Topic: BusinessStrategy

Last updated: May 6, 2019

The timing of capacity changeChanging the capacity of an operation is not just a matter of deciding on the best size of a capacity increment. The operation also needs to decide when to bring ‘on-stream’ new capacity. For example, Figure 6.10 shows the forecast demand for the new air-conditioning unit. The company has decided to build 400-units-per-week plants in order to meet the growth in demand for its new product. In deciding when the new plants are to be introduced the company must choose a position somewhere between two extreme strategies:? capacity leads demand – timing the introduction of capacity in such a way that there is always sufficient capacity to meet forecast demand;? capacity lags demand – timing the introduction of capacity so that demand is always equal to or greater than capacity.Figure 6.10(a) shows these two extreme strategies, although in practice the company is likely to choose a position somewhere between the two.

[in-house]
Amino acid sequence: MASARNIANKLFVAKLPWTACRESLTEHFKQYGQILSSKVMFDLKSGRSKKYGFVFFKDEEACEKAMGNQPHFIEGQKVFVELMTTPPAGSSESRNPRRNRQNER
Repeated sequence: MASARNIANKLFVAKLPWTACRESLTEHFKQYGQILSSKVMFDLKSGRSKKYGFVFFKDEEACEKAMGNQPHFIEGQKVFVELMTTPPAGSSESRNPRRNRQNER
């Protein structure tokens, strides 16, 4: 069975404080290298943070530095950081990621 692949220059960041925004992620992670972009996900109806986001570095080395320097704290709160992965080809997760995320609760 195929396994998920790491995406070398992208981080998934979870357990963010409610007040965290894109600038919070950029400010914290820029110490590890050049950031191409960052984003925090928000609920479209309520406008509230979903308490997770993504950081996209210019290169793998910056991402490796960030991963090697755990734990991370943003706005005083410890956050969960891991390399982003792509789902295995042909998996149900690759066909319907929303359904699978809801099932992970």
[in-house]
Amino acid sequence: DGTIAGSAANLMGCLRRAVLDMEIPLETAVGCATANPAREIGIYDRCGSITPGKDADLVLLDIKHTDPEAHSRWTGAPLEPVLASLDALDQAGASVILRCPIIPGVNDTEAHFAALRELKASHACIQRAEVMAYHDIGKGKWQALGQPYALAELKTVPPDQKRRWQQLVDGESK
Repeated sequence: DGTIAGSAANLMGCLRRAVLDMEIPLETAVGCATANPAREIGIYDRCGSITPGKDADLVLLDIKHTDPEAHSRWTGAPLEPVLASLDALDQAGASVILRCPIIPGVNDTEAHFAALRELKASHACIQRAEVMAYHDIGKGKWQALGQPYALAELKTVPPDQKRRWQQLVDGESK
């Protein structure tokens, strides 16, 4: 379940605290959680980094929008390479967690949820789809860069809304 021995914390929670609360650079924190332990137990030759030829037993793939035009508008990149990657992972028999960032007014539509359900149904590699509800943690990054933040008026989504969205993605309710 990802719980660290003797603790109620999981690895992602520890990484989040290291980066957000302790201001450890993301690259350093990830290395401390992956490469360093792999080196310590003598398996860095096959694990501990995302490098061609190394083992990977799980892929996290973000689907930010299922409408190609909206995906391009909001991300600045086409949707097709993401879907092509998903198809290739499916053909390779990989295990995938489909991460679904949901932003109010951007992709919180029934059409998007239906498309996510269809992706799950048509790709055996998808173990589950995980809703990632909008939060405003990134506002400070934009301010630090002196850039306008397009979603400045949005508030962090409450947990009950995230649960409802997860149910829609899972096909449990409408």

Each strategy has its own advantages and disadvantages. The actual approach taken by any company will depend on how it views these advantages and disadvantages. For example, if the company’s access to funds for capital expenditure is limited, it is likely to find the delayed capital expenditure requirement of the capacity-lagging strategy relatively attractive.

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